Most local school districts did well on the new Local Report Card, but all have more work to do.
The state is no longer labeling schools and districts "Excellent" or "Continuous Improvement."
But the new system is supposed to make it easier for parents, the community and even educators to track how well their schools are doing.
All districts except Bowling Green, Eastwood, Lakota, Perrysburg and Rossford received an F in at least one of nine measures.
When the last Report Card was issued, in March for 2011-12, Eastwood and Perrysburg schools hit the top marker with an "Excellent with Distinction."
This year in Perrysburg, the district received five A's and four B's.
"We're trying to make heads and tails of all of it," said Tom Hosler, Perrysburg Schools superintendent, about the new format. "We're happy with what we've seen," but the district will look at the data "to make sure we're moving students in the right direction."
The scores validate some programs that the district has done, he added.
"We know we need to continue to keep moving (forward) ... and implement the programs we have to make sure we're reaching all students."
Eastwood earned four A's, two B's, and three C's.
"We need to make sure that all students are growing. When I look at the growth rates for all of our students, the results were very positive. However, when we look more deeply into the numbers, we can also see that there is work to do," indicated Eastwood Superintendent Brent Welker.
For districts that earned an F, they were in the Progress or Gap Closing components of the newly-styled report.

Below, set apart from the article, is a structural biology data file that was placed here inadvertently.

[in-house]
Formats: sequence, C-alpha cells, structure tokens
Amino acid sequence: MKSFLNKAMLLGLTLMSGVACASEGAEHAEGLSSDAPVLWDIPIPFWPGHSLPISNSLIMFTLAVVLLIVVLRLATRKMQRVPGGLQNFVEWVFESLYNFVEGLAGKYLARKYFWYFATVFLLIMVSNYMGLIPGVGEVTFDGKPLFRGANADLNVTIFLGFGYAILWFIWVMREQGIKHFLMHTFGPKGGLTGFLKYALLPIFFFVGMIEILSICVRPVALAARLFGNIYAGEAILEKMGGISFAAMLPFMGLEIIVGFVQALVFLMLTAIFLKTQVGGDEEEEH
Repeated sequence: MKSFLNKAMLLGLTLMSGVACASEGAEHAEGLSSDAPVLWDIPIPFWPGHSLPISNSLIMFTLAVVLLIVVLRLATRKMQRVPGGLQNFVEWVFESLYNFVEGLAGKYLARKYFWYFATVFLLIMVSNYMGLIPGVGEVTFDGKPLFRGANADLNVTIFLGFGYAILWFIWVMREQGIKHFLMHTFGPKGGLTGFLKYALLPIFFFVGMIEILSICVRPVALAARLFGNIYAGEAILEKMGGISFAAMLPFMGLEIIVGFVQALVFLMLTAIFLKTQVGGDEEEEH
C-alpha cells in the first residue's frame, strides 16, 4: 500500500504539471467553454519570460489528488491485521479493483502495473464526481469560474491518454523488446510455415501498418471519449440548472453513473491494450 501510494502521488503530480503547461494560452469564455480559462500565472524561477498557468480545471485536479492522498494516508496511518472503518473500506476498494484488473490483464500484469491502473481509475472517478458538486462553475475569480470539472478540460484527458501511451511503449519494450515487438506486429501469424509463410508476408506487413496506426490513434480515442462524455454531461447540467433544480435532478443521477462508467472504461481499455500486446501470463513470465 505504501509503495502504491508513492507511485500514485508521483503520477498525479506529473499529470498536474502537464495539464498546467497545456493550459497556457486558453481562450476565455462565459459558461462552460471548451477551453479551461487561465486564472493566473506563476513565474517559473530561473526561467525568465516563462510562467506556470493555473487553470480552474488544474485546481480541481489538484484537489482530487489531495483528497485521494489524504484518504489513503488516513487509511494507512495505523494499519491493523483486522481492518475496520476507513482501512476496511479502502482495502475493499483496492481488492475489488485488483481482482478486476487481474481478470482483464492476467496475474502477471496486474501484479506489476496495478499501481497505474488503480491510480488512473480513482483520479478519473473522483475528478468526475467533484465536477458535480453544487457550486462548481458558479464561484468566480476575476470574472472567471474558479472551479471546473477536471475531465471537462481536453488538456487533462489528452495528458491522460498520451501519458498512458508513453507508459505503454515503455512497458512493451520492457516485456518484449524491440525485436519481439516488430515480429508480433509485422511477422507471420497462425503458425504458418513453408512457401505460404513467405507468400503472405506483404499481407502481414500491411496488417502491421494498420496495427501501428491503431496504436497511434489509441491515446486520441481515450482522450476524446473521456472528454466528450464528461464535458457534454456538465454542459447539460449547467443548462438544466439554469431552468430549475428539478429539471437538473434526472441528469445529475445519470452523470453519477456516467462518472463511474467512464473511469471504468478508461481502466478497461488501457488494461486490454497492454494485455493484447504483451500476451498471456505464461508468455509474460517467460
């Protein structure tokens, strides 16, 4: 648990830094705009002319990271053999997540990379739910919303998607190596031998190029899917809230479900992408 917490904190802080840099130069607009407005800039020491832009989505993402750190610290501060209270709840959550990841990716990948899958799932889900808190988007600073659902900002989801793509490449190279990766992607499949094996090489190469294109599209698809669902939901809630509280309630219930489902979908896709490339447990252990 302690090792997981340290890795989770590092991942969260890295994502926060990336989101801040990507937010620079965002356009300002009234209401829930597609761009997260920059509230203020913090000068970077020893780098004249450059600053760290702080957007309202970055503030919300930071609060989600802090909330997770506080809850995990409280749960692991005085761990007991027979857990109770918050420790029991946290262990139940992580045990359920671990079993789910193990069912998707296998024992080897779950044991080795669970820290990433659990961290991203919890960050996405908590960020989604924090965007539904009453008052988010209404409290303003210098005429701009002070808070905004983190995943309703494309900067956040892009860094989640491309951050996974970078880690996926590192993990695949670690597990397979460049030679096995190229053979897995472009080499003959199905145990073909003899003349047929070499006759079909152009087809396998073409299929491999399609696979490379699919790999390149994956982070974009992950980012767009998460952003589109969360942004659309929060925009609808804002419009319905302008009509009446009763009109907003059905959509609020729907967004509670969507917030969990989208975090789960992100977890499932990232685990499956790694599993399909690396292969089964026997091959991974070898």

The report includes Achievement, Progress, Gap Closing and Graduation Rate components. The Progress component determines the value-added progress of three specific groups on children: gifted, those with disabilities, and students in the lowest 20 percent of achievement statewide. It takes the test scores from the previous year and compares it to this year, and measures whether students gained in proficiency.
The Gap Closing proponents average measurable objects for a specific groups of students.
As an example, if a district's graduation rate is 85 percent for all students, but 48 percent for African-Americans, "that's a gap," explained John Charlton, associate director of communications at the Ohio Department of Education.
"Anything you can measure, you can have a gap," he continued.
Elmwood earned a C in each of three measurable groups in Progress, but earned an overall F.
North Baltimore earned a C in two areas in Progress and still earned an overall F. It also earned an F in Gap Closing.
The F grade, which indicates less than 60 percent achievement, shows a gap in academic achievement between groups of students.
Lake earned an F in gifted value-added, but earned an overall B in Progress. Northwood also earned an F in gifted, but had an overall A.
Otsego had an F in disabled value-added, but had a D overall.
"It's certainly suggests that we have some areas to work on," said Marlene North, superintendent in North Baltimore.
"It unfortunately doesn't reflect all the hard work going on in North Baltimore. But it will help us put a focus on areas that need work."
Asked if she thinks the new system of A-F will make it easier for parents to understand, she adamantly said "No, I don't."
People didn't have a problem understanding the previous system of "Continuous Improvement," "Effective" and "Excellent," she stated.
State officials have repeatedly said the new system will make it easier for parents, the community and even educators track progress.
"I think it will take some time to understand each component," said Charlton. "But it gives a more comprehensive look at how a district is doing."
The new report also gives parents and taxpayers a chance to hold schools accountable, he said.
Ann McVey, superintendent of Bowling Green Schools, also disagrees at the state's assessment that the new system will be easier to understand.